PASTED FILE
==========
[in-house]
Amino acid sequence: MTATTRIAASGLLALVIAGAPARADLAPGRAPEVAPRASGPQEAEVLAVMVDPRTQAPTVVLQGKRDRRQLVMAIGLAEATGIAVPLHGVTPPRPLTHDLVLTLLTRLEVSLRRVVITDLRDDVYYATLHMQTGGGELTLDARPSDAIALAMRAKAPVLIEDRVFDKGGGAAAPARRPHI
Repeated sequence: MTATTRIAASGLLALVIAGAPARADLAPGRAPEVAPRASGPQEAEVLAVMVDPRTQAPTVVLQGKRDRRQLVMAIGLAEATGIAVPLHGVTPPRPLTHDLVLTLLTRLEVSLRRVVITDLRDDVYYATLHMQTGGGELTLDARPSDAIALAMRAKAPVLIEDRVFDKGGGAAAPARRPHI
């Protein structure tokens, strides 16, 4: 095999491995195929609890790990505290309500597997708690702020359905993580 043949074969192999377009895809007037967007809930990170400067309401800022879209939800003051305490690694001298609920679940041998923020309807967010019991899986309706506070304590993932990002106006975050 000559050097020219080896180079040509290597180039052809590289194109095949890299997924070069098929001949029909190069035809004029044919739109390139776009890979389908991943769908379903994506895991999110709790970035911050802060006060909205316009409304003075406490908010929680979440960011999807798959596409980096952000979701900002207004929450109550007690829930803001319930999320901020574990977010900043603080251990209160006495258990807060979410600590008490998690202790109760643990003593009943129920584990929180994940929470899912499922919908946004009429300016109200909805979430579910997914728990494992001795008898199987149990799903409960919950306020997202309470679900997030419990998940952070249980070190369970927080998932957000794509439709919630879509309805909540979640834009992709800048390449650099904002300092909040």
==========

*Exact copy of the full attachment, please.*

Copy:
[in-house]
Amino acid sequence: MTATTRIAASGLLALVIAGAPARADLAPGRAPEVAPRASGPQEAEVLAVMVDPRTQAPTVVLQGKRDRRQLVMAIGLAEATGIAVPLHGVTPPRPLTHDLVLTLLTRLEVSLRRVVITDLRDDVYYATLHMQTGGGELTLDARPSDAIALAMRAKAPVLIEDRVFDKGGGAAAPARRPHI
Repeated sequence: MTATTRIAASGLLALVIAGAPARADLAPGRAPEVAPRASGPQEAEVLAVMVDPRTQAPTVVLQGKRDRRQLVMAIGLAEATGIAVPLHGVTPPRPLTHDLVLTLLTRLEVSLRRVVITDLRDDVYYATLHMQTGGGELTLDARPSDAIALAMRAKAPVLIEDRVFDKGGGAAAPARRPHI
């Protein structure tokens, strides 16, 4: 095999491995195929609890790990505290309500597997708690702020359905993580 043949074969192999377009895809007037967007809930990170400067309401800022879209939800003051305490690694001298609920679940041998923020309807967010019991899986309706506070304590993932990002106006975050 000559050097020219080896180079040509290597180039052809590289194109095949890299997924070069098929001949029909190069035809004029044919739109390139776009890979389908991943769908379903994506895991999110709790970035911050802060006060909205316009409304003075406490908010929680979440960011999807798959596409980096952000979701900002207004929450109550007690829930803001319930999320901020574990977010900043603080251990209160006495258990807060979410600590008490998690202790109760643990003593009943129920584990929180994940929470899912499922919908946004009429300016109200909805979430579910997914728990494992001795008898199987149990799903409960919950306020997202309470679900997030419990998940952070249980070190369970927080998932957000794509439709919630879509309805909540979640834009992709800048390449650099904002300092909040």